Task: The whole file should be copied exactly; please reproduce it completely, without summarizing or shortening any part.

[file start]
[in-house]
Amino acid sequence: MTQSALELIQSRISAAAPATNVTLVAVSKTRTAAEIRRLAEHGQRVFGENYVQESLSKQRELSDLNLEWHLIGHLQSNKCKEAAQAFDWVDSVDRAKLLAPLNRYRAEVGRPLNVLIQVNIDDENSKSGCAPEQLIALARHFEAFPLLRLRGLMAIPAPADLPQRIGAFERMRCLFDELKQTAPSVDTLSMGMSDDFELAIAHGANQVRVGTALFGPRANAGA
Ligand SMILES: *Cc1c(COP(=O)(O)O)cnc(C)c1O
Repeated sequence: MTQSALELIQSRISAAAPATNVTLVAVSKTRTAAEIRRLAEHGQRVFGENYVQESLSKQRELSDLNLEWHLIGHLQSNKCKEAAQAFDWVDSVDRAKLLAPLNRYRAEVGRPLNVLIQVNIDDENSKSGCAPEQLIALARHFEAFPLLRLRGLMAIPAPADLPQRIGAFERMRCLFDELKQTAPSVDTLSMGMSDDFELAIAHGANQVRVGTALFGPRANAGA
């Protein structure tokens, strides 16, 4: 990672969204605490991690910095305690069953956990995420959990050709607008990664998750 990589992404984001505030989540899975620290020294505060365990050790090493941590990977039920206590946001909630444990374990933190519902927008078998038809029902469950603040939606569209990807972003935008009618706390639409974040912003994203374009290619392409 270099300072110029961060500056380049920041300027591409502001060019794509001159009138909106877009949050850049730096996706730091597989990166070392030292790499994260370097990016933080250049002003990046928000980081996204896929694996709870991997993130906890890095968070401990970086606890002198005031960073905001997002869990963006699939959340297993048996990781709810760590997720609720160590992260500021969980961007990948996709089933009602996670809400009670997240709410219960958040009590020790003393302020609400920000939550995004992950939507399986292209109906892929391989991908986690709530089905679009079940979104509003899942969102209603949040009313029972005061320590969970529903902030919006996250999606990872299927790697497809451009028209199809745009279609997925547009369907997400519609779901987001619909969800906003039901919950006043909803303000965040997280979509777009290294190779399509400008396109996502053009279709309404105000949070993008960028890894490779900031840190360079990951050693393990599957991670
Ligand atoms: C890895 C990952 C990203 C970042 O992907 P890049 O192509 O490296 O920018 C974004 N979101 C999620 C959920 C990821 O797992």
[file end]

[in-house]
Amino acid sequence: MTQSALELIQSRISAAAPATNVTLVAVSKTRTAAEIRRLAEHGQRVFGENYVQESLSKQRELSDLNLEWHLIGHLQSNKCKEAAQAFDWVDSVDRAKLLAPLNRYRAEVGRPLNVLIQVNIDDENSKSGCAPEQLIALARHFEAFPLLRLRGLMAIPAPADLPQRIGAFERMRCLFDELKQTAPSVDTLSMGMSDDFELAIAHGANQVRVGTALFGPRANAGA
Ligand SMILES: *Cc1c(COP(=O)(O)O)cnc(C)c1O
Repeated sequence: MTQSALELIQSRISAAAPATNVTLVAVSKTRTAAEIRRLAEHGQRVFGENYVQESLSKQRELSDLNLEWHLIGHLQSNKCKEAAQAFDWVDSVDRAKLLAPLNRYRAEVGRPLNVLIQVNIDDENSKSGCAPEQLIALARHFEAFPLLRLRGLMAIPAPADLPQRIGAFERMRCLFDELKQTAPSVDTLSMGMSDDFELAIAHGANQVRVGTALFGPRANAGA
């Protein structure tokens, strides 16, 4: 990672969204605490991690910095305690069953956990995420959990050709607008990664998750 990589992404984001505030989540899975620290020294505060365990050790090493941590990977039920206590946001909630444990374990933190519902927008078998038809029902469950603040939606569209990807972003935008009618706390639409974040912003994203374009290619392409 270099300072110029961060500056380049920041300027591409502001060019794509001159009138909106877009949050850049730096996706730091597989990166070392030292790499994260370097990016933080250049002003990046928000980081996204896929694996709870991997993130906890890095968070401990970086606890002198005031960073905001997002869990963006699939959340297993048996990781709810760590997720609720160590992260500021969980961007990948996709089933009602996670809400009670997240709410219960958040009590020790003393302020609400920000939550995004992950939507399986292209109906892929391989991908986690709530089905679009079940979104509003899942969102209603949040009313029972005061320590969970529903902030919006996250999606990872299927790697497809451009028209199809745009279609997925547009369907997400519609779901987001619909969800906003039901919950006043909803303000965040997280979509777009290294190779399509400008396109996502053009279709309404105000949070993008960028890894490779900031840190360079990951050693393990599957991670
Ligand atoms: C890895 C990952 C990203 C970042 O992907 P890049 O192509 O490296 O920018 C974004 N979101 C999620 C959920 C990821 O797992």